Behind the Mask

NIH History Office Explores Life During a Pandemic

Tuesday, October 13, 2020

The NIH has played a critical role in supporting research and therapeutic development aimed at curbing the spread of the novel coronavirus that causes COVID-19. The people doing that important work have had their lives changed by the pandemic in many ways. For that reason, the Office of NIH History and Stetten Museum has launched an initiative to encourage NIH employees and volunteers to share their professional and personal experiences during the COVID-19 pandemic. These contributions will be the primary source material future historians will use to understand how NIH fared and adapted at this critical time.

Just a few months after its inception, the project — entitled "Behind the Mask: Real Stories from NIH Staff About Life During the COVID-19 Pandemic" — has collected numerous stories, documents, and photographs that show how life for those working at NIH has proceeded during this difficult time. Read on to see a small sample of these submissions and learn a bit about how NIH's dedicated staff and volunteers have responded to the coronavirus pandemic. 

 

Wearing a face mask is a key part of containing the spread of COVID-19. Just like people across the country, many people who work at NIH have taken to sewing their own masks — and they've gotten quite creative! In the collage below, an NIH staff member and his wife model face masks his wife has been sewing for their family and friends since mid-March.

variety of colorful face masks

 

An NIH staff member snapped this photograph of a drive-by birthday party near her house. Drive-by parties have become a common way to celebrate milestones while remaining socially distant.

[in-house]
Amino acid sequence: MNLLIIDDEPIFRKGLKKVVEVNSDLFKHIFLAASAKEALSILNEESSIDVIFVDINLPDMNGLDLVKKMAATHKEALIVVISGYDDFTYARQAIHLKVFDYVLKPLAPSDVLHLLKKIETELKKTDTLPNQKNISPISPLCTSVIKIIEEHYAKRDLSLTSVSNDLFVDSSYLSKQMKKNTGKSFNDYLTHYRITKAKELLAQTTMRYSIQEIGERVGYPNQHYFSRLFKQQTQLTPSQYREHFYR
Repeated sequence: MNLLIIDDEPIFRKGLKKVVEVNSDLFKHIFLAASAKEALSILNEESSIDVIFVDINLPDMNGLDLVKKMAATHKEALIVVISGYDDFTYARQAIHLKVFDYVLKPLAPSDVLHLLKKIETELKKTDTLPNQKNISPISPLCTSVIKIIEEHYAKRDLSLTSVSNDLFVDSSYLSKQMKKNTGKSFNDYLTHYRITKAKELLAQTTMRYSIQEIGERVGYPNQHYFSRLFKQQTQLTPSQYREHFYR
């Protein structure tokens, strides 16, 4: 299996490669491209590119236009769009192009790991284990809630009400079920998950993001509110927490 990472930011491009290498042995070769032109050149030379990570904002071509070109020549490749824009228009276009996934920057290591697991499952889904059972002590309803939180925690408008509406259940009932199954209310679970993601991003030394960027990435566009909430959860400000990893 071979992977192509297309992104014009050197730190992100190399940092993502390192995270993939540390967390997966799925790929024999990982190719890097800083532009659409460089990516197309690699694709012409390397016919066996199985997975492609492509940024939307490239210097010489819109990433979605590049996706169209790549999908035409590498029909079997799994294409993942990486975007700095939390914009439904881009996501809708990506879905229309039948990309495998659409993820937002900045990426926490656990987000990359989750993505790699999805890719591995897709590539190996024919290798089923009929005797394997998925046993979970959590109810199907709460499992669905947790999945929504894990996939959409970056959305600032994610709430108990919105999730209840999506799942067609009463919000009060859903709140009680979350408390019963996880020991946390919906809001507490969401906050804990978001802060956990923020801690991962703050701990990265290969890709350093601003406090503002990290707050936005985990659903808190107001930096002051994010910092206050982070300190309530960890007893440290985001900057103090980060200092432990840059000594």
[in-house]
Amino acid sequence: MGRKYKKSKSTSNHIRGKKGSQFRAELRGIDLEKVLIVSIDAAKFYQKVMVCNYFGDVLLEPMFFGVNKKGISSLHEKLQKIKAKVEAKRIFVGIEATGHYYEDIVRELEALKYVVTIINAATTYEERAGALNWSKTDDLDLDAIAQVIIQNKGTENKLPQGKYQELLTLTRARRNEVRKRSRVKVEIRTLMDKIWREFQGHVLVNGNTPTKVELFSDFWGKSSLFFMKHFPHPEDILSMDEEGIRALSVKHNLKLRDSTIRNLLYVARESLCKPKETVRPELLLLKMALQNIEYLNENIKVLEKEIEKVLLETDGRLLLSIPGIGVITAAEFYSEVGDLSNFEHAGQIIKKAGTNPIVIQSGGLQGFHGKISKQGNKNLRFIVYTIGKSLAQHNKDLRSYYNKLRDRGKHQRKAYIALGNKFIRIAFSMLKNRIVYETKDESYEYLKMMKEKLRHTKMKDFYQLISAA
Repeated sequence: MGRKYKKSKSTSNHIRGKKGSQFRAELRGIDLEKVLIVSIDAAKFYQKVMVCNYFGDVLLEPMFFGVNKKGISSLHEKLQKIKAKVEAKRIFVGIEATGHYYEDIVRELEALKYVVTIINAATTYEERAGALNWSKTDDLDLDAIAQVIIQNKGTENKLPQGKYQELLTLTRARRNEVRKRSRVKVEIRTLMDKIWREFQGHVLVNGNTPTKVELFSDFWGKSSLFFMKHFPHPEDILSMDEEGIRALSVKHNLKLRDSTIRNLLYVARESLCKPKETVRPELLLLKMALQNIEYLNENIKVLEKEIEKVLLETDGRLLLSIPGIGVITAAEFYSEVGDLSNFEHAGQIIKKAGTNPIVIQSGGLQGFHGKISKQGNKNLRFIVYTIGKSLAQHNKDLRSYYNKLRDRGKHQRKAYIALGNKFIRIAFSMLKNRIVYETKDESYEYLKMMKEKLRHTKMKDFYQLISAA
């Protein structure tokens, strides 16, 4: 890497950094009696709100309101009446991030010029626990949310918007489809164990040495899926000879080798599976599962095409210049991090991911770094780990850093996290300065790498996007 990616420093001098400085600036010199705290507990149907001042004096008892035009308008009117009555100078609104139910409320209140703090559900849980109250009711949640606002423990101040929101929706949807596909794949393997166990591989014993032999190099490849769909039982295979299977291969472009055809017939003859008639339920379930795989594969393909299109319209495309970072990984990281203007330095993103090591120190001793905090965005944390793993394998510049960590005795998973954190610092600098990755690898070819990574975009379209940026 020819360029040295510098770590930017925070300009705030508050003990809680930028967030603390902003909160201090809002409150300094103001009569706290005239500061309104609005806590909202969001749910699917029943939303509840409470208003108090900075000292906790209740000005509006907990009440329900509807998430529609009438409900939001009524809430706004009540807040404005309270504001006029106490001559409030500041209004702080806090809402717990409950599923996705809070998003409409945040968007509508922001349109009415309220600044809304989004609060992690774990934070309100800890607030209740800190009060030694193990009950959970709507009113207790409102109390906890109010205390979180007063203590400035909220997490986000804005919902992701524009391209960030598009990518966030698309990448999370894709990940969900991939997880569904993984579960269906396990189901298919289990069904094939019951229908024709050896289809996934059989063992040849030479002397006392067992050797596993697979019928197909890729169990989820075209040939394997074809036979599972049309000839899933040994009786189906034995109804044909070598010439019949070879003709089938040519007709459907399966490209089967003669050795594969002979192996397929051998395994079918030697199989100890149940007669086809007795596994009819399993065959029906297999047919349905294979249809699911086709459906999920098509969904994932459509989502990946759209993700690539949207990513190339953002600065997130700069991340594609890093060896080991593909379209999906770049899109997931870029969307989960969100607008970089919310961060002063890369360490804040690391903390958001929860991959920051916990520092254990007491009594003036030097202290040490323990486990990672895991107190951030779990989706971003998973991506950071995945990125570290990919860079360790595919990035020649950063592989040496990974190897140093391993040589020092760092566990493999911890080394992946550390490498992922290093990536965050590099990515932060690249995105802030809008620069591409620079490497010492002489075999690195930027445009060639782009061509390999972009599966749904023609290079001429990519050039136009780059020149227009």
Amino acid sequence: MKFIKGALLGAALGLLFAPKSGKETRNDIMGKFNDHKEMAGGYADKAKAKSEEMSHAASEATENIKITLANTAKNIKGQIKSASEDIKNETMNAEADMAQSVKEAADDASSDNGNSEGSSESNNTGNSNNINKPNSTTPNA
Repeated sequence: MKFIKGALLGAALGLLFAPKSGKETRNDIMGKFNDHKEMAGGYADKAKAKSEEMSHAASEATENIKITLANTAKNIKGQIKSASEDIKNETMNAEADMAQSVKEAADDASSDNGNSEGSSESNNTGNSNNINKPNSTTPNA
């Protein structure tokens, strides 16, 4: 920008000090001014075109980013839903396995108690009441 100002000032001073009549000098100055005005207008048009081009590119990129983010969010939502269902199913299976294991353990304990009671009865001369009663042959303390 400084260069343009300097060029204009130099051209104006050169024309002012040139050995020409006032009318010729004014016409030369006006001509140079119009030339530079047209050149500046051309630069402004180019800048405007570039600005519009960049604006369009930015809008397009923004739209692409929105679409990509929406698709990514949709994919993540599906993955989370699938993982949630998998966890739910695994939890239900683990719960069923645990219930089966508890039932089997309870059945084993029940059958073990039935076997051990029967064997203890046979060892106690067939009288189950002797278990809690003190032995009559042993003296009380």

fire truck driving by a birthday party

 

Two nurses on the NIH Clinical Center Intensive Care Unit team suit up in their personal protective equipment. When asked what it was like to continue working on campus, one of the nurses replied that it was nice to begin a 12-hour shift caring for patients by not having to worry about parking.

two nurses wearing personal protective equipment (PPE)

 

“I started by sticking these [screening tags] in a circle on my dashboard after the end of every shift and they started curling with the heat and sun in my car. I soon started to see something beautiful during this trying pandemic,” an NIH Clinical Center staffer told us in his submission to the “Behind the Mask" project. 

a flower made out of medical screening tags

 

A scientist with the National Cancer Institute submitted this promotional for a NIH-sponsored webinar, entitled “The Role of Cytokines in COVID-19,” to the "Behind the Mask" initiative. Over 1,600 viewers attended the webinar.

poster for webinar on the role of cytokines in COVID-19

 

“Birds brought new life while humans were sick and dying,” a National Institute of Neurological Disorders and Stroke staff member and birding enthusiast relayed in her submission to the “Behind the Mask" project.

bird

 

A National Library of Medicine employee took this artistic photograph of herself holding a mask and reaching toward the top branches of a tree in her neighborhood. Her pose either reflects a yearning for a time with fewer constraints or simply a carefree moment outdoors. 

person holding a face mask and reaching towards a tree

 

Already an avid photographer before the COVID-19 stay-at-home orders, the NIH employee who took this picture of a sunset in Gaithersburg, Maryland remarked that she has had more time to take photographs of nature since the pandemic began.

sunset

 

Visit the website of the Office of NIH History and Stetten Museum to learn more about the "Behind the Mask" project, and subscribe to the NIH IRP's weekly newsletter to stay up-to-date on the latest breakthroughs in the NIH Intramural Research Program.